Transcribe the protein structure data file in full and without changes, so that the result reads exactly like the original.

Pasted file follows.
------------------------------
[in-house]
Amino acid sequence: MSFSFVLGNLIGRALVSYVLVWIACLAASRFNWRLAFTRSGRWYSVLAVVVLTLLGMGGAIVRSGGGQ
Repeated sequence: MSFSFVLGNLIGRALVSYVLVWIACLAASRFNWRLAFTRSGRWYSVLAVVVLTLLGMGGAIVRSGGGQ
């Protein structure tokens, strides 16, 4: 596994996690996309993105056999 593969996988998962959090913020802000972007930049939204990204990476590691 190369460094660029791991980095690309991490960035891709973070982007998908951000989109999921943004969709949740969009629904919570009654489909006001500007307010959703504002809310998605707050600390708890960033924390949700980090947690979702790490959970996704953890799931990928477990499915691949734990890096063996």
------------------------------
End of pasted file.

[in-house]
Amino acid sequence: MSFSFVLGNLIGRALVSYVLVWIACLAASRFNWRLAFTRSGRWYSVLAVVVLTLLGMGGAIVRSGGGQ
Repeated sequence: MSFSFVLGNLIGRALVSYVLVWIACLAASRFNWRLAFTRSGRWYSVLAVVVLTLLGMGGAIVRSGGGQ
């Protein structure tokens, strides 16, 4: 596994996690996309993105056999 593969996988998962959090913020802000972007930049939204990204990476590691 190369460094660029791991980095690309991490960035891709973070982007998908951000989109999921943004969709949740969009629904919570009654489909006001500007307010959703504002809310998605707050600390708890960033924390949700980090947690979702790490959970996704953890799931990928477990499915691949734990890096063996």